Belapur Fort is a fort near the township of Belapur in Navi Mumbai (New Bombay), Maharashtra, India. The fort was built by the Siddis of Janjira. In 1733, the Marathas wrested control of the Belapur Fort from the Portuguese. After the victory, the fort was renamed as Belapur Fort. In the early 19th century, the fort was captured by the British. After the British gained supremacy in the region, with the expansion of the Bombay Presidency, the strategic importance of the fort declined, and it fell into disuse.
Once there were three watchtowers related to fort in the area. One watch tower is located opposite to Navi Mumbai Municipal Corporation building. It is fully restored like a modern building and tower is surrounded by a small garden. It’s hidden by vegetation even it’s locating next to a busy traffic junction. Fort is in ruined condition, but the traffic junction remains the name, Killa junction. Killa means, Fort in Marathi language.
Second watch tower was a part of fort, which is located inside the ruins of fort. We will get a clear view of Panvel Creek from the top of the watch tower. Once this creek area was an important place of sea route trading. And this watch tower was helpful for preventing attack from sea. That was the actual reason behind the fort. Nothing is remaining there, except the partially destroyed watch tower and foundation of fort under the vegetation.
Third watch tower was located in an abandoned place near by creek and nothing is remaining now.
Fort was built in 1560–1570 by the Siddis, after they took control of the area from the Portuguese. It is located atop a hillock, near the mouth of the Panvel Creek. In 1682, the fort was recaptured by the Portuguese, who had managed to annex the regions controlled by the Siddis, near Belapur (at that time known as Shabaz).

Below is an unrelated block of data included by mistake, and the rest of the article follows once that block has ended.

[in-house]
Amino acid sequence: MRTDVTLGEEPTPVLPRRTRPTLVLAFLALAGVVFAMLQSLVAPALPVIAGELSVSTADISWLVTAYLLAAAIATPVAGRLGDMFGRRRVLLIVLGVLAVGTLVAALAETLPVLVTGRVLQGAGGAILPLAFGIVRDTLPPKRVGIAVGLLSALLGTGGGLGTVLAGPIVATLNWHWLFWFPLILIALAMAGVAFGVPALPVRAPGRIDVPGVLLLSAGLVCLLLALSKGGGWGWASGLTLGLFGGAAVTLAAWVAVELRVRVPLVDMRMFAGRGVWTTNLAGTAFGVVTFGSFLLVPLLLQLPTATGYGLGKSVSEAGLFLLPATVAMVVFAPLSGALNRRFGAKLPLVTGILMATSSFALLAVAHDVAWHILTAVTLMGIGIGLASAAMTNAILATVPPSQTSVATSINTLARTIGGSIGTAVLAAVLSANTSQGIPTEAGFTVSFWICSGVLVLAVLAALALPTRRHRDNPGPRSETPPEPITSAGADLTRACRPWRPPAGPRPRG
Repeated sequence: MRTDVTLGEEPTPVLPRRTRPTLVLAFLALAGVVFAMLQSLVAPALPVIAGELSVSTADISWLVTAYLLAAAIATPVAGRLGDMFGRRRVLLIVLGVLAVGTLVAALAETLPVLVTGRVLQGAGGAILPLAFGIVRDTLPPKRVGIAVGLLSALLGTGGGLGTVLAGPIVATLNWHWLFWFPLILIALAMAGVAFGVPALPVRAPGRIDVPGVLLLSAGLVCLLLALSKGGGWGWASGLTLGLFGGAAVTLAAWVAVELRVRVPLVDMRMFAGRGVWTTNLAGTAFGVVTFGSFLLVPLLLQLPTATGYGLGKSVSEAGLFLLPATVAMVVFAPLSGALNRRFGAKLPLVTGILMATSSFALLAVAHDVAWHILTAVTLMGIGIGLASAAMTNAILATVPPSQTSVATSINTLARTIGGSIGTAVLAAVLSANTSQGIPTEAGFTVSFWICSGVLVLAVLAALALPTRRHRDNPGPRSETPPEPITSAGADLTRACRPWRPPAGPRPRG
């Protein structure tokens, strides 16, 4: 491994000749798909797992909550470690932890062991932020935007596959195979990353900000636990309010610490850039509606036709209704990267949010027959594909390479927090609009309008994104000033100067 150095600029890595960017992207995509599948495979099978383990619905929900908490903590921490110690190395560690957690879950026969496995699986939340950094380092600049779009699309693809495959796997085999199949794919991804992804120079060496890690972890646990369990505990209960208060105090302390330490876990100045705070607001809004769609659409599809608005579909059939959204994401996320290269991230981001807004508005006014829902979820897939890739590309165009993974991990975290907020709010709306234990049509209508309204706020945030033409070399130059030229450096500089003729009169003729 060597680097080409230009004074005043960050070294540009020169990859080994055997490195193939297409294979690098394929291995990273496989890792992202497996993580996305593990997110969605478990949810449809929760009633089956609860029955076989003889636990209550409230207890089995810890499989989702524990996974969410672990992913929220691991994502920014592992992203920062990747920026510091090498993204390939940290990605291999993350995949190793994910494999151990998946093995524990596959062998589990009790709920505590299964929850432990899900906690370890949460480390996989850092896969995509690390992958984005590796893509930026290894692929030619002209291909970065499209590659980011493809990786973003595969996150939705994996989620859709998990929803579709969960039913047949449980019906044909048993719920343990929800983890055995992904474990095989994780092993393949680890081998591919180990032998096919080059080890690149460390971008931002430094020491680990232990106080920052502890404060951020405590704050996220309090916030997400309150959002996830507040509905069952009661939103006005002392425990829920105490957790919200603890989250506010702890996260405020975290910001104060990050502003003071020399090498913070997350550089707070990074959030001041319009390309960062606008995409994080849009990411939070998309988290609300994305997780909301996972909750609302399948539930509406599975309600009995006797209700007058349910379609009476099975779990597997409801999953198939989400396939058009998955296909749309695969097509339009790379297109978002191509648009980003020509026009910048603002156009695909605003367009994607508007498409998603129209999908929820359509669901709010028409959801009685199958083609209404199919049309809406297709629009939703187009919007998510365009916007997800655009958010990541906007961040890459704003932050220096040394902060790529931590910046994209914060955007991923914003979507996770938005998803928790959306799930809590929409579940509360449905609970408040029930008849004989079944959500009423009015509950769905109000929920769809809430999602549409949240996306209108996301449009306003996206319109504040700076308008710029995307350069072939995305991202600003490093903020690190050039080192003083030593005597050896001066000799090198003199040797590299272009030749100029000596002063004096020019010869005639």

In 1733, the Marathas, led by Chimnaji Appa, wrested control of the fort from the Portuguese. He had made a vow that if it were to be successfully recaptured from the Portuguese, he would place a garland of beli leaves in a nearby Amruthaishwar temple, and after the victory, the fort was named as Belapur Fort. The Marathas ruled the area until 23rd June 1817, when it was captured by Captain Charles Gray of the British East India Company. The British partially destroyed the fort under their policy of razing any Maratha stronghold in the area.
During its active days, the fort stationed four companies each of 180 men and 14 guns ranging from 4-12 pounds (2-5 kg) in weight. An underground tunnel is also supposed to exist, which many locals believe that it connects to Gharapuri Island, the site of the Elephanta Caves.
The remaining parts of the fort are situated on the top of a small hill near panvel creek and CIDCO guest house. Ruins are under vegetation. The fort is surrounded by several residential complexes. So it’s little difficulty to find out the fort and watchtower. There is narrow walk way to reach the fort and you have to find the way through bushes. CIDCO’s plans are underway to renovate the fort which is in danger of being lost to encroachments.
How to reach :
10 min walkable distance from Belapur – Uran road in between Navi Mumbai Municipal Corporation building and Panvel creek.
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